Microsoft has been cracking down hard on piracy over the past couple of years, filing several lawsuits and seeking damages from distributors of unauthorized keys. One of those was the Rhode Island-based Hanna Instruments, which allegedly sold Office products without a license.

Microsoft and The Software Alliance (BSA) approached the company last year, asking for $72,074 in damages. It said Hanna Instruments could face up to 5 million if it went to court. In a bold move, Hanna both denied the claims and accused the company of extortion.

“BSA, Microsoft, and their counsel have, without supplying one scintilla of evidence, issued a series of letters for the sole purpose of extorting inflated monetary damages,” the company said to the court last year.

Playing with Fire

Now, BSA and the software giant have filed a counterclaim. They deny extortion claims and say research into the matter shows a copyright breach.

“Hanna in its correspondence and otherwise failed to demonstrate that its
possession of Microsoft Software is fully and properly licensed,” say the court documents. “As a result, Microsoft researched the product keys provided by Hanna in Exhibits
F and G to Hanna’s Complaint and concluded that two of the keys were part of a batch of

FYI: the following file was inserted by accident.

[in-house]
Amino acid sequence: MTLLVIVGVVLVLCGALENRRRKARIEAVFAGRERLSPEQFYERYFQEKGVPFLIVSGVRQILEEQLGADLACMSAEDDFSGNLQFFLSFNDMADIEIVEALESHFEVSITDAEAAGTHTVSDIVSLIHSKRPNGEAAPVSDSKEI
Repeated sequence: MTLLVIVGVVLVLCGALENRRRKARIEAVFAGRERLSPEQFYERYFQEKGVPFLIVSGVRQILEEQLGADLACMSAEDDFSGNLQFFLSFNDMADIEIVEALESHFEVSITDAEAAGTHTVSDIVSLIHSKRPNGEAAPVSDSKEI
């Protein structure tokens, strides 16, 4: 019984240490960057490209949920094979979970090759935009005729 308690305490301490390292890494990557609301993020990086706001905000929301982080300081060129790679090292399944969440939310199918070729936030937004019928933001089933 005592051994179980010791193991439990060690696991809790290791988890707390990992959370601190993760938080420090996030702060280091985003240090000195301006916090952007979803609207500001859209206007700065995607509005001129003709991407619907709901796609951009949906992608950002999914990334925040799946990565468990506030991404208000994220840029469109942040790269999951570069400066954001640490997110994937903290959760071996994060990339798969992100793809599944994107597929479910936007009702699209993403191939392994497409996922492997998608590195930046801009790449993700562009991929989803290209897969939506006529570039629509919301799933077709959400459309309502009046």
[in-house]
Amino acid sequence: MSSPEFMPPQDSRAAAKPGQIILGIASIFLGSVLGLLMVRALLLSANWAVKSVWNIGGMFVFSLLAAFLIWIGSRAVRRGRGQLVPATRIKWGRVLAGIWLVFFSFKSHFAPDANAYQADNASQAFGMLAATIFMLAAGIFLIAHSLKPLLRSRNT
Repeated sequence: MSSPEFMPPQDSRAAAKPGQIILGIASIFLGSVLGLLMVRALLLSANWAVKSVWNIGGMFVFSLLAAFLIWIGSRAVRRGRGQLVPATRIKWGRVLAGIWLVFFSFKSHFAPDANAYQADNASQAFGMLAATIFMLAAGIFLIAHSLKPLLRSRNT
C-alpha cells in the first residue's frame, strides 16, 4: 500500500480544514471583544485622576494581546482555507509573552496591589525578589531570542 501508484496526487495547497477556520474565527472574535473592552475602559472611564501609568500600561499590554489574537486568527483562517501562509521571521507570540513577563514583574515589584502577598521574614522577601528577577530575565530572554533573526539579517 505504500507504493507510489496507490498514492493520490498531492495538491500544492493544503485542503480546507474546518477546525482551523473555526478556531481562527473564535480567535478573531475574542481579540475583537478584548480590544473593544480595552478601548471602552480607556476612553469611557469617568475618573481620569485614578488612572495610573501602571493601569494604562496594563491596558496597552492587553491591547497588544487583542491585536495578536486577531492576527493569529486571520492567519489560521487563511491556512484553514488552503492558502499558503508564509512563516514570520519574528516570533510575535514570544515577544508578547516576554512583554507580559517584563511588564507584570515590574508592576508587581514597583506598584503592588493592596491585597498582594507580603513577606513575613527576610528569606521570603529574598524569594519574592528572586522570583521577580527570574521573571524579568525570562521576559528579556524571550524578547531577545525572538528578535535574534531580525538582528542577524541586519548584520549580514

product keys distributed as part of an educational program in China — not for commercial use in the United States.”

“In addition, according to documentation Hanna produced during the audit, Hanna
appears to have used at least one product key generated specifically for use only with Dell
computers to install Microsoft Software on a non-Dell computer, specifically an Acer Aspire.”

If the company can provide significant evidence to back up these claims, it will be pretty damning for Hanna. Though it can claim ignorance on one of its copies, bought from counterfeit store BuyCheapSoftware.com, it will be hard to do so with a key clearly marked for Chinese education.

Whatever the outcome, it’s clear Microsoft’s larger goal is to persuade users not to take the risk in the first place. In 2016, it filed five similar lawsuits in just six months, and is still taking a hard stance.